Wim Nieuwpoort Award for research into bubbly turbulence
03 JAN 2018
Dr. Paolo Cifani from the Multiscale Modeling and Simulation group at the University of Twente has been awarded the Wim Nieuwpoort Award 2017. The winner was announced at the Super D Event on December 12, 2017.
According to the jury the work shows “very good (super-linear) ‘strong scaling’ while solving a problem with a fairly high degree of complexity, namely that of turbulent flow in a two-phase system with bubbles”. The scaling results (see figure 1), were obtained from running their code on National Supercomputer Cartesius in parallel, with a maximum of 17664 cores.
Fig.1: Wall clock time per time-step (Ct) as a function of the number of cores for a grid corresponding to about 126 million points (red line), and for a grid corresponding to about 1 billion points (blue line). The dashed line indicates linear scaling.
The project, from the research group led by prof. dr. ir. Bernard Geurts, deals with numerical simulation of turbulent bubble-laden channel flows. The carrier fluid is a liquid that transports dispersed gas bubbles. The unique feature of the project is the inclusion of general deformability of these bubbles, extending very recent work on dispersed non-deformable particles.
Figure 2: contour levels of the stream-wise velocity component for different slices a of bubbly channel flow at shear Reynolds number 127. The flow direction is along the x axis. The deformable bubbles are represented by grey objects, which are the computed isosurfaces f = 0.5 (with f the gas volume fraction). The channel is loaded with 1152 bubbles corresponding to a total volume fraction of 10%.
Turbulent bubbly flow, c.f. Figure 2, is encountered in many practical applications. Examples are heat exchangers in power plants, or cooling systems of nuclear reactors. The simultaneous existence of physical phenomena spanning a wide range of scales of motion is certainly one, if not the most, complex aspect of bubbly multiphase flows. Numerical simulation is a useful and powerful tool for a better understanding of the physics of such systems. In this work, the attention is turned to direct numerical simulation (DNS), where all the details of the flow, up to the smallest dynamically relevant scales, are resolved by the computational grid and time steps. DNS provides insights in the fundamental behavior of multiphase flows, such as how bubbles affect the flow field, how they cluster preferentially and develop intriguing streaky structures, and what forces act on a bubble-liquid interface deforming it.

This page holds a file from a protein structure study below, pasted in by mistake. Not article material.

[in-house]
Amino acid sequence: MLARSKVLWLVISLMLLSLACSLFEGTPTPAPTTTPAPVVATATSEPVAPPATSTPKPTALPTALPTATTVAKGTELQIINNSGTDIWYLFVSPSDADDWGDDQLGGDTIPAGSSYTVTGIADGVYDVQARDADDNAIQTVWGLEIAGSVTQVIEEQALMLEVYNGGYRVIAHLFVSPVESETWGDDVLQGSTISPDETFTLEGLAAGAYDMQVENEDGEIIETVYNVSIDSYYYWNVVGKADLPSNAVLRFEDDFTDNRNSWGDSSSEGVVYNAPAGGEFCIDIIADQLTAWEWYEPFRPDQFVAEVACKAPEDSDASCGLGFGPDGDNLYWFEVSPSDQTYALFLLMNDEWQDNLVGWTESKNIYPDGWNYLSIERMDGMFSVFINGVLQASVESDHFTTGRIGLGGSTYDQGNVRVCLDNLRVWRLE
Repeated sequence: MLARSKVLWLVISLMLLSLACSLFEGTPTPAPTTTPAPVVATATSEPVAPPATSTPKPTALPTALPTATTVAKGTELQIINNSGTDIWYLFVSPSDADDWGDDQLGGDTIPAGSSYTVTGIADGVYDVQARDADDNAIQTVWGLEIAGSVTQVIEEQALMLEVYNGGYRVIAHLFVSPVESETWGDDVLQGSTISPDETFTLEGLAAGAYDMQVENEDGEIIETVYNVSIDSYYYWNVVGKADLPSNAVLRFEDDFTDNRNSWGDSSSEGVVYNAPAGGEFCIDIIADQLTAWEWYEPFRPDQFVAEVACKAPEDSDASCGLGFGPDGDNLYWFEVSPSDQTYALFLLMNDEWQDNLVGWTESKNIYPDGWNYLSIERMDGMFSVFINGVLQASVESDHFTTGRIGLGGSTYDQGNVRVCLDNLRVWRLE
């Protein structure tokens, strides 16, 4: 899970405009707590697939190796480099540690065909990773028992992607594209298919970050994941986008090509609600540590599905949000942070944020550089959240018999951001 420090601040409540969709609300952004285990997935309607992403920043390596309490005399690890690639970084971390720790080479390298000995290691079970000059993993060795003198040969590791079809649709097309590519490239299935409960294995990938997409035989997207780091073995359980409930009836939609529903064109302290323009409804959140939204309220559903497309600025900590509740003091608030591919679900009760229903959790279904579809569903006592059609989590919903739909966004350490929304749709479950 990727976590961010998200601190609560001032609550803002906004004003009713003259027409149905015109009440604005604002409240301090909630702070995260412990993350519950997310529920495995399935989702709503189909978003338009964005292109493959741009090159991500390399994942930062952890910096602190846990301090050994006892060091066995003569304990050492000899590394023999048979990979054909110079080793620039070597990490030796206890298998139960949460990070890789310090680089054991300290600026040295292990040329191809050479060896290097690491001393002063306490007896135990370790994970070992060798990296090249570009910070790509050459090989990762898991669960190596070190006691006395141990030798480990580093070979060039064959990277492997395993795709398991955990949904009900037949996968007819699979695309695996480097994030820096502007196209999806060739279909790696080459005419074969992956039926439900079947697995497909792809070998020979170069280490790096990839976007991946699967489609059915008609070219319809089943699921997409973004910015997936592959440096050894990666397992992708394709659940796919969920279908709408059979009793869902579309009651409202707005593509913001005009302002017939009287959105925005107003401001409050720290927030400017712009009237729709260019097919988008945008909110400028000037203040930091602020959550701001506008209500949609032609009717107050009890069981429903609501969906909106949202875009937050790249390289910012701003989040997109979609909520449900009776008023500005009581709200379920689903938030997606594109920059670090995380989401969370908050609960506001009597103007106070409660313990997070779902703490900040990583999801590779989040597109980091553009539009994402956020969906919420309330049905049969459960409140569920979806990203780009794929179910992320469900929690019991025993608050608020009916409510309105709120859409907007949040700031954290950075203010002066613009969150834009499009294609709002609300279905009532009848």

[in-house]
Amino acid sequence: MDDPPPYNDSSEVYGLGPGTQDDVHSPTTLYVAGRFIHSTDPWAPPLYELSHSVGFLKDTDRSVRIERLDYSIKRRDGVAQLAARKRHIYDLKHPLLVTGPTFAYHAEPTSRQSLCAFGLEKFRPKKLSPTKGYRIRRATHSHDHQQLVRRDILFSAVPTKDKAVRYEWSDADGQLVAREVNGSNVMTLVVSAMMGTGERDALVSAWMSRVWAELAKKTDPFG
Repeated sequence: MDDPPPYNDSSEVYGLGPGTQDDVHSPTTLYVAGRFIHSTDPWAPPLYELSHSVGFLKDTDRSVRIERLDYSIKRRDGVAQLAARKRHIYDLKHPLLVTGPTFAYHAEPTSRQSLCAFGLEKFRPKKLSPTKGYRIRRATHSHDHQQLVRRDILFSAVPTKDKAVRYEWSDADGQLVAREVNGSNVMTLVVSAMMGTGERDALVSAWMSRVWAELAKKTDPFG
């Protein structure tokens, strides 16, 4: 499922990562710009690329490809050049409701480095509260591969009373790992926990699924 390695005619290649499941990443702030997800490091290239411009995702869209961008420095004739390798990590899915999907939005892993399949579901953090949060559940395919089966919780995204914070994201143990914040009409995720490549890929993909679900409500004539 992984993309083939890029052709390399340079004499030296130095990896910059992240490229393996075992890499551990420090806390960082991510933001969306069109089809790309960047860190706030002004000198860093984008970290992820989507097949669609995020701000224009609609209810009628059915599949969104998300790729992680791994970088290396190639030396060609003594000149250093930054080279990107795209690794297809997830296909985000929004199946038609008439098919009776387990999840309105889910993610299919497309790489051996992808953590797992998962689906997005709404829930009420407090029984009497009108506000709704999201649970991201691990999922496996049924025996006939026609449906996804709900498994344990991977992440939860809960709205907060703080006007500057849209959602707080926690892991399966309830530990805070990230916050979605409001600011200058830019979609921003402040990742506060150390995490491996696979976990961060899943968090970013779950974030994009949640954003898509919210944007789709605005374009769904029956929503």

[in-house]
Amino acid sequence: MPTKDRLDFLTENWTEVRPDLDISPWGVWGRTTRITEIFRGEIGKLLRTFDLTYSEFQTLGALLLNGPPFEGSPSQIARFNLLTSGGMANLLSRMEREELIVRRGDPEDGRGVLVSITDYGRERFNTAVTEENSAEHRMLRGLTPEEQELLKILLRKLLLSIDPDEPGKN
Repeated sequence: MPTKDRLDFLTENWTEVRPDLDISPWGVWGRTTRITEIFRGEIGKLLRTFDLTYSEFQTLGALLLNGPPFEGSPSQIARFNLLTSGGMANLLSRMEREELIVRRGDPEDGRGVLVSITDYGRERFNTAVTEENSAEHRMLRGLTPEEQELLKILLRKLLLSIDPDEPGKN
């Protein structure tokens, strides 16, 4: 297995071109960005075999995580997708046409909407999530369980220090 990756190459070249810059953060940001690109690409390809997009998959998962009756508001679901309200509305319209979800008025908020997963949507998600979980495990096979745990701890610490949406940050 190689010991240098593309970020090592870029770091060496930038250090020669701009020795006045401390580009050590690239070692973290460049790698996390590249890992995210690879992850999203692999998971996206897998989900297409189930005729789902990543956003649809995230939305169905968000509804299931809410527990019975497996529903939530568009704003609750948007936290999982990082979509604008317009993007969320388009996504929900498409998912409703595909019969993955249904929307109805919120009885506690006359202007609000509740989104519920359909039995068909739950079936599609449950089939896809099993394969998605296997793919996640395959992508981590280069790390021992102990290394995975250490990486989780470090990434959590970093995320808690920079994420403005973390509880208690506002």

About the prize
The annual Wim Nieuwpoort Award is awarded to the research team, located at a Dutch university or scientific institute, which proves to be able to run a serious scientific application efficiently on a significant part of the Dutch national HPC infrastructure (Cartesius).
The award consists of a combined prize of € 2500 and a visit to the annual supercomputing & communications conference SC2018 to be held coming November in Dallas, USA. During the conference, the winner’s research and scalability results can be presented in our SURF booth.
The jury – a subcommittee of NWO’s advisory committee for the Scientific Use of Supercomputers WGS – appoints a winner based on the following criteria:
- Quality of the scientific research
- Parallel (strong) scalability achievements of the implementation
- The share of own work in developing, parallelizing, optimizing and scaling the code
- Usability of the implementation in other scientific areas
The award is named after the founder of the national high-performance computing infrastructure in the Netherlands: professor emeritus Wim Nieuwpoort of the University of Groningen. Wim Nieuwpoort has been chair of NWO/NCF’s Scientific Committee (WGS) and temporary director of SARA Computing and Network Services.
Prof. dr. Wim Nieuwpoort (left) and prof. dr. ir. Anwar Osseyran, member of the board of SURF (middle) handing out the award to dr. Paolo Cifani from the University of Twente at the annual Super D event on December 12th in the Westergasfabriek, Amsterdam (photo Vera Duivenvoorde)